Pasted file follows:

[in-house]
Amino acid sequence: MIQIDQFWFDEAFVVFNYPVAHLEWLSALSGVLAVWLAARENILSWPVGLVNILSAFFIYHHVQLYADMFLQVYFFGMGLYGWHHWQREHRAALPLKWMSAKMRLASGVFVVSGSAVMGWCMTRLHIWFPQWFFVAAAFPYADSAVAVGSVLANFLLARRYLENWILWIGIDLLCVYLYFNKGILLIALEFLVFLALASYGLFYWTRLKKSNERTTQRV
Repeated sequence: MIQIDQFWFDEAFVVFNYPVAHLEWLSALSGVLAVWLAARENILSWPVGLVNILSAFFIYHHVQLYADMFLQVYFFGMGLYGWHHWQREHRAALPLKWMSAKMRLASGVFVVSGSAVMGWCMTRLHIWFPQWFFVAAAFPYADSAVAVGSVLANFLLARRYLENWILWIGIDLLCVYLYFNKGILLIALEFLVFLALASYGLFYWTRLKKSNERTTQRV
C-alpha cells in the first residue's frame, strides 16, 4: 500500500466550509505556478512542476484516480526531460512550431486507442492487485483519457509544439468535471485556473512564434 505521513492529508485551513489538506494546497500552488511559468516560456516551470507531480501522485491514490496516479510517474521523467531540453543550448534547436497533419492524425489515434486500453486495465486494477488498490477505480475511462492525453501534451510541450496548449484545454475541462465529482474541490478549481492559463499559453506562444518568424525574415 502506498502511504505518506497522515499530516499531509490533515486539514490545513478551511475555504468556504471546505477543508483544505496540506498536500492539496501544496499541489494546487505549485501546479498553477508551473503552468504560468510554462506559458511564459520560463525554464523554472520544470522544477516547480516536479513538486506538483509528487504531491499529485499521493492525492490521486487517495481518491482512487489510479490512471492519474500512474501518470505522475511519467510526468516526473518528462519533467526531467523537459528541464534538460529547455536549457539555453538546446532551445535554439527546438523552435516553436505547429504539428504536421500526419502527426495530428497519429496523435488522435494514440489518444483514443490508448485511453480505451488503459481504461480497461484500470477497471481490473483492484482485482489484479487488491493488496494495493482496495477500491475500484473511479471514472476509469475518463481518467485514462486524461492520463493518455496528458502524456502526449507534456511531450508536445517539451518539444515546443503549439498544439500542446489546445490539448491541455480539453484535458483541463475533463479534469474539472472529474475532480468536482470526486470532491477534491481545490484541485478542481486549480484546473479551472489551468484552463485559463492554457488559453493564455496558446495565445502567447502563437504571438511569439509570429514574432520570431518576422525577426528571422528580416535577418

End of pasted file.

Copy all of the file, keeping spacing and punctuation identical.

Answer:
[in-house]
Amino acid sequence: MIQIDQFWFDEAFVVFNYPVAHLEWLSALSGVLAVWLAARENILSWPVGLVNILSAFFIYHHVQLYADMFLQVYFFGMGLYGWHHWQREHRAALPLKWMSAKMRLASGVFVVSGSAVMGWCMTRLHIWFPQWFFVAAAFPYADSAVAVGSVLANFLLARRYLENWILWIGIDLLCVYLYFNKGILLIALEFLVFLALASYGLFYWTRLKKSNERTTQRV
Repeated sequence: MIQIDQFWFDEAFVVFNYPVAHLEWLSALSGVLAVWLAARENILSWPVGLVNILSAFFIYHHVQLYADMFLQVYFFGMGLYGWHHWQREHRAALPLKWMSAKMRLASGVFVVSGSAVMGWCMTRLHIWFPQWFFVAAAFPYADSAVAVGSVLANFLLARRYLENWILWIGIDLLCVYLYFNKGILLIALEFLVFLALASYGLFYWTRLKKSNERTTQRV
C-alpha cells in the first residue's frame, strides 16, 4: 500500500466550509505556478512542476484516480526531460512550431486507442492487485483519457509544439468535471485556473512564434 505521513492529508485551513489538506494546497500552488511559468516560456516551470507531480501522485491514490496516479510517474521523467531540453543550448534547436497533419492524425489515434486500453486495465486494477488498490477505480475511462492525453501534451510541450496548449484545454475541462465529482474541490478549481492559463499559453506562444518568424525574415 502506498502511504505518506497522515499530516499531509490533515486539514490545513478551511475555504468556504471546505477543508483544505496540506498536500492539496501544496499541489494546487505549485501546479498553477508551473503552468504560468510554462506559458511564459520560463525554464523554472520544470522544477516547480516536479513538486506538483509528487504531491499529485499521493492525492490521486487517495481518491482512487489510479490512471492519474500512474501518470505522475511519467510526468516526473518528462519533467526531467523537459528541464534538460529547455536549457539555453538546446532551445535554439527546438523552435516553436505547429504539428504536421500526419502527426495530428497519429496523435488522435494514440489518444483514443490508448485511453480505451488503459481504461480497461484500470477497471481490473483492484482485482489484479487488491493488496494495493482496495477500491475500484473511479471514472476509469475518463481518467485514462486524461492520463493518455496528458502524456502526449507534456511531450508536445517539451518539444515546443503549439498544439500542446489546445490539448491541455480539453484535458483541463475533463479534469474539472472529474475532480468536482470526486470532491477534491481545490484541485478542481486549480484546473479551472489551468484552463485559463492554457488559453493564455496558446495565445502567447502563437504571438511569439509570429514574432520570431518576422525577426528571422528580416535577418